Meanwhile, as Apathy Personified points out, scientists follow their own muses. Scientists are people, with their own interests, and those interests should not -- cannot -- be dictated by external forces. The solution to global climate change is not to tell scientists that they must change their research goals, but to encourage those scientists who already have that goal. Improving education of and funding for science is imperative on that count. Cutting funding elsewhere is only folly.

Finally, there is no reason why we must focus all of our activity on solving only one or a small subset of the world's problems. Things are never so static that they can be fixed in isolation. Even if solving one problem does not cause others (although that cannot be guaranteed not to happen -- science being unpredictable and all), that problem may be unsolveable without simultaneously solving other problems. It is unlikely that the LHC will contribute to a long-term solution of global warming, but one cannot be certain....

Mon, 08 Sep 2008 07:28:00 UTC | #231156

mixmastergaz's Avatar Comment 21 by mixmastergaz

Squippel: If you're talking about the documentary I think you're talking about then you should be aware that many of the scientists who contributed to it were dismayed at the programme that eventually emerged and complained that their views were grossly misrepresented by the programme-makers, in much the same way that Richard objected to the gross distortions of his position in 'Expelled'. Their complaints were upheld by OFCOM.

Honestly, these clowns are to climate science as intelligent design is to evolution.

Mon, 08 Sep 2008 07:36:00 UTC | #231162

mixmastergaz's Avatar Comment 22 by mixmastergaz


Several species of:
...small furry animals gathered together in a cave and grooving with a pict. Nice new avatar! None more cow! That's the reverse side of pink floyd's 'Scrotum Caught Shudder' album that is! (I think that's what it's called).

Mon, 08 Sep 2008 07:41:00 UTC | #231163

severalspeciesof's Avatar Comment 23 by severalspeciesof

Indeed, none more cow! It's from the album 'Atom Heart Mother'. The one with Ron Geesin playing with the group.

Mon, 08 Sep 2008 07:57:00 UTC | #231170

dancingthemantaray's Avatar Comment 24 by dancingthemantaray

Gosh...who on earth would have thought global warming deniers would be hanging around here. The Channel four documentary has been widely discredited (just watch it & see how they mangle data). I'm afraid that GW has just as much support amongst scientists as evolution, denying it puts one on a similar level to crazy creationists with their heads in the sand...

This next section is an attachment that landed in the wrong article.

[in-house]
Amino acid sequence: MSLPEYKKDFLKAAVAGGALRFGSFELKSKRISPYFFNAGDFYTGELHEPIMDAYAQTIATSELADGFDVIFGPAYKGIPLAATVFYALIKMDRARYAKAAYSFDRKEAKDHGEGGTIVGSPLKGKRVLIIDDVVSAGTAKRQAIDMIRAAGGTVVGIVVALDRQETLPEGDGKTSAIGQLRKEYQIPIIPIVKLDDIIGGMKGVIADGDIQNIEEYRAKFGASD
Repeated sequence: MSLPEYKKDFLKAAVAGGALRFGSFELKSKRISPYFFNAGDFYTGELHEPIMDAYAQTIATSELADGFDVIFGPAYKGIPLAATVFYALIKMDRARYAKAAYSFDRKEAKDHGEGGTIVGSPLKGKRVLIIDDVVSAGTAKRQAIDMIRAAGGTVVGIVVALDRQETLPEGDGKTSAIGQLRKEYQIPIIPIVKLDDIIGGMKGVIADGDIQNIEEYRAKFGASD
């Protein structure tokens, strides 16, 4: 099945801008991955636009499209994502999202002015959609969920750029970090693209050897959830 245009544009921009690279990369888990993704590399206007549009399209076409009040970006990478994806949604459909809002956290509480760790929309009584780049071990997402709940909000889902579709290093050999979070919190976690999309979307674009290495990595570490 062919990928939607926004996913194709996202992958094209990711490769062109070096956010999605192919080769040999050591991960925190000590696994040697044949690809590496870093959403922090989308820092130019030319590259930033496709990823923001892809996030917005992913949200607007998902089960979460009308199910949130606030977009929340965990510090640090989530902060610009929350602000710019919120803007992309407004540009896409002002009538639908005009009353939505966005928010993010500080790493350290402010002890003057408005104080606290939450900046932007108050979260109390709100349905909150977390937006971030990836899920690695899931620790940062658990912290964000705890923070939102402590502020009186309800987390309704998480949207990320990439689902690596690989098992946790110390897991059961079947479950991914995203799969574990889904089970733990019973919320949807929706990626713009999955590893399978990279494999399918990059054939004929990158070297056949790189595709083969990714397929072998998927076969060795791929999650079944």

Mon, 08 Sep 2008 07:58:00 UTC | #231171

Frankus1122's Avatar Comment 25 by Frankus1122

I showed my class the Great Global Warming Swindle after watching An Inconvenient Truth as an exercise in looking at information critically. After we watched GGWS we looked it up in Wikipedia. We found a list of scientists involved in the film. We randomly looked up info on one of the scientists listed. He belonged to some foundation (can't remember the name). We looked up the foundation. One of its major sponsors was Exon.
It was a good little exercise in checking sources of information and thinking critically about the information presented.

Mon, 08 Sep 2008 08:02:00 UTC | #231175

severalspeciesof's Avatar Comment 26 by severalspeciesof

Gosh...who on earth would have thought global warming deniers would be hanging around here.

If D.Robertson can hang around...

Mon, 08 Sep 2008 08:03:00 UTC | #231176

Sciros's Avatar Comment 27 by Sciros


Your motivations are ones I agree with, but would you not agree that companies like Exxon *should* be actively researching issues that they may be directly involved in? I know that if I were in charge at a large energy company, I would be funding all sorts of research at the moment.

Mon, 08 Sep 2008 08:09:00 UTC | #231179

Tezcatlipoca's Avatar Comment 28 by Tezcatlipoca


I was going to ask if that was a Pink Floyd avatar but Gaz nailed it.

Mon, 08 Sep 2008 08:14:00 UTC | #231181

severalspeciesof's Avatar Comment 29 by severalspeciesof


Gaz seems to be always on top of things musical. Kudos to him.

Mon, 08 Sep 2008 08:19:00 UTC | #231185

Frankus1122's Avatar Comment 30 by Frankus1122


...but would you not agree that companies like Exxon *should* be actively researching issues that they may be directly involved in?

Sure. But based on past evidence of tobacco companies researching the effects of cigarette smoke, and the conclusions they reach, one has to question the validity of those results.
I try not to push any agenda on the students. Except that they question the information presented to them, including the info I provide them.
I was just teaching them about Bloom's taxonomy of higher order thinking skills this morning.
Knowledge>Understanding>Application>Analysis>Synthesis> Evaluation or Judgement.
Determining what the facts are is the crucial first step. Although there are many facts that are not in dispute, making sense of what those facts mean and coming to a reasonable conclusion does take a bit of critical/higher order thinking.
I am not here to provide answers for my students; I just try to get them to think about questions in more meaningful ways.

Mon, 08 Sep 2008 08:30:00 UTC | #231191